BRICS AND SUB-SAHARAN AFRICA TRADE INTERDEPENDENCE AND PEACE: EVIDENCE BASED ON REVEALED COMPARATIVE ADVANTAGES

  • Hailay Gebretinsae Beyene University of South Africa
Keywords: BRICS, economic integration, merchandise exportation, peace and stability, revealed comparative advantage, structural transformation, sub-Saharan Africa

Abstract

This study examined economic integration through trade between BRIGS (Brazil, Russia, India, China and South Africa) countries and sub-Saharan Africa. The study examines the comparative advantages of the two economic blocks with respect to the exportation of merchandise (food, agricultural raw materials, fuels, ores and metals, and manufactures). The findings of this study reveal the actual status of these two regions as economic partners in each of the five subsectors of merchandise exports.

The  trend  shows  that,  with  the  exception  of  manufactures  exports, the competitiveness of all subsectors of the merchandise  exports of  BRIGS is characterised by a  declining  trend.  BRIGS has  a  comparative  advantage in the world in the exportation of manufactures and fuels, and comparative disadvantage in the export of food, agricultural raw materials, and ores and metals.  Interestingly, manufactures are  continuously  and consistently  in a steadily rising trend. This is evidence that BRIGS's structural transformation towards higher valued-added commodities is proceeding well, which means that policy makers should be considering ways of enhancing it further.

In the case of sub-Saharan Africa, with the exception of manufactures exports, it is found to have comparative advantages in all merchandise exports. Sub- Saharan Africa’s competitive advantage is the highest in the exportation of ores and metals, followed by fuels, agricultural raw materials and food. Sub-Saharan Africa has a comparative disadvantage in the export of manufactures throughout the period considered in this study. This implies that the prospects of structural transformation to downstream of the higher value-added commodities export part of the supply chain are good: the slow pace of transformation towards higher value-added goods should therefore be demanding the attention of policy makers. The study has revealed that sub-Saharan Africa is more competitive than BRICS in the exportation of ores and metals, fuel, agricultural raw materials and food. On the other hand, BRICS is more competitive than sub-Saharan Africa in the export of manufactures.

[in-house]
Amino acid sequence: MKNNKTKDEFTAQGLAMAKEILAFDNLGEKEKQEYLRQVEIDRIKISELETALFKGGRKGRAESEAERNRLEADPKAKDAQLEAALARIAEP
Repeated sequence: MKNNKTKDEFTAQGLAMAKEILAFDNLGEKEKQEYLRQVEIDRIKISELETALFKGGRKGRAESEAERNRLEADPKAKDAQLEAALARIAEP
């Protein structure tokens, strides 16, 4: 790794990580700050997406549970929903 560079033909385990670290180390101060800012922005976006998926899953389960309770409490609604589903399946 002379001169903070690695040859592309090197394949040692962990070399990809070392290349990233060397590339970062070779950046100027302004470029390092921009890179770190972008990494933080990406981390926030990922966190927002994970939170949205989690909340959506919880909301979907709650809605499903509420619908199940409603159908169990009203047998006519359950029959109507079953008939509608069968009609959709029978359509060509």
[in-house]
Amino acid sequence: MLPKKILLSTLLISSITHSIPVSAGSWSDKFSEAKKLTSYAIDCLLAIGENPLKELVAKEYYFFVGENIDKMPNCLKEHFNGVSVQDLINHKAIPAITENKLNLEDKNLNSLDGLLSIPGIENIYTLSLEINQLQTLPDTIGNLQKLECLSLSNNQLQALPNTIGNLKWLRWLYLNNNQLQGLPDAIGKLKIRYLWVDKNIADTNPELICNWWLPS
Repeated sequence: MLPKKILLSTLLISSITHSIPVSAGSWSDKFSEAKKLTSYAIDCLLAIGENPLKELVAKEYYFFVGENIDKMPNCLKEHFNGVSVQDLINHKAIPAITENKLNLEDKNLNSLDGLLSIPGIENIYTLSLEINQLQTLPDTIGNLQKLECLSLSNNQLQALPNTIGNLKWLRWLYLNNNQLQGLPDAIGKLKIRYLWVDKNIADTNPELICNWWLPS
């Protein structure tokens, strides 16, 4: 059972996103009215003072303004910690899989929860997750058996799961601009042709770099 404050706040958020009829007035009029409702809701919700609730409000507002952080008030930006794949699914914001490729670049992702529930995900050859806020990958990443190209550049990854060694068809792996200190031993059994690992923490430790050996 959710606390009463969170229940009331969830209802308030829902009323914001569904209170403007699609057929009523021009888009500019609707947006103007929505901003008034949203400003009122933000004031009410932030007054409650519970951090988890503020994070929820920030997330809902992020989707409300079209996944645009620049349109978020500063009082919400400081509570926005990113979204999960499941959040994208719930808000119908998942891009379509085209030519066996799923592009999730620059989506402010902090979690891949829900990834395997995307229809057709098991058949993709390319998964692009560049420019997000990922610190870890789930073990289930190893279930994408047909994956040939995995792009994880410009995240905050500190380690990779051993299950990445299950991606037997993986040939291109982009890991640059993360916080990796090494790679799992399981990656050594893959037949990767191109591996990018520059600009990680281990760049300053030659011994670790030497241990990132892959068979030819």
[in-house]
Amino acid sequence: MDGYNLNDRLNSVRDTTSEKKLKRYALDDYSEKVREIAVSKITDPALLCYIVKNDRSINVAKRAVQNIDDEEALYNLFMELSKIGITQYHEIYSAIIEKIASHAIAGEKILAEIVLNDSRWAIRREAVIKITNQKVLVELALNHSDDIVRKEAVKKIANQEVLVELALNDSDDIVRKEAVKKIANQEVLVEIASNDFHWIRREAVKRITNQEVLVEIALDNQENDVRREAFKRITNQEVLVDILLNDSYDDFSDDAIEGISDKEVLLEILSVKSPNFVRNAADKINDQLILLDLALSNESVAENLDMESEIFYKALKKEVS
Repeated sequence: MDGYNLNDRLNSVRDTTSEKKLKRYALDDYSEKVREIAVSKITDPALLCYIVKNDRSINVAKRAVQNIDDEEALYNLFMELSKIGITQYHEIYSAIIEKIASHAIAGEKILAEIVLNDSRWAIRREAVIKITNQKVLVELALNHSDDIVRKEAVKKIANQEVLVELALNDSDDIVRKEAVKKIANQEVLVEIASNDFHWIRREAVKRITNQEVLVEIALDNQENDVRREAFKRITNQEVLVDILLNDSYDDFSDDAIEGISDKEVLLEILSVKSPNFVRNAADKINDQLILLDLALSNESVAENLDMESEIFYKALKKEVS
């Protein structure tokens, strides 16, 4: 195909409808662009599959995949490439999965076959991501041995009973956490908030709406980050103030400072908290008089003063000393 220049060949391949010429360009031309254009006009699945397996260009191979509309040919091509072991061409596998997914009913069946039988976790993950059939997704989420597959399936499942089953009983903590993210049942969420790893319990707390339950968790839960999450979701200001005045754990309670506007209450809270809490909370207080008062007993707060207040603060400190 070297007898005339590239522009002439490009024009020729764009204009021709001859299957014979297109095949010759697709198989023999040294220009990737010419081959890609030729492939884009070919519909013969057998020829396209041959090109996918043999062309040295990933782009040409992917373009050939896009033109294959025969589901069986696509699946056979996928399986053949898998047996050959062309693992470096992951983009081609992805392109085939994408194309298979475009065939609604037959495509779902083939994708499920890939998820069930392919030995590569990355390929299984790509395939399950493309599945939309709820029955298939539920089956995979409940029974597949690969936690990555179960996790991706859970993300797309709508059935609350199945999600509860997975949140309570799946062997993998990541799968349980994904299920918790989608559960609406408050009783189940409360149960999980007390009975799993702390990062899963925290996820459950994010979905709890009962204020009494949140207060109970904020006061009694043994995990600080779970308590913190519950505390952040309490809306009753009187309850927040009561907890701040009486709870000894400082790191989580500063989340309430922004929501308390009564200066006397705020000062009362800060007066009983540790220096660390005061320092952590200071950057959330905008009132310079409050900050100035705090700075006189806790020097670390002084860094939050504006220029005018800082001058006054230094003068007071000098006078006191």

The study has also revealed that significant economic integration can be sustained  between  BRICS  and  sub-Saharan  Africa  in  the  exportation  of all merchandise subsectors. Specifically, sub-Saharan Africa is a potential destination market for BRICS’s exports of manufactures. Conversely, BRICS is also a potential destination market for sub-Saharan Africa’s exports of ores and metals, fuel, agricultural raw materials and food.

Economic integration between BRICS and sub-Saharan Africa favourably influences peace and stability in the regions. Sustaining peace and stability in these regions also favourably influences the wellbeing of the communities.

Author Biography

Hailay Gebretinsae Beyene, University of South Africa

Department of Management

Associate Professor

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Published
2015-07-29
Section
Articles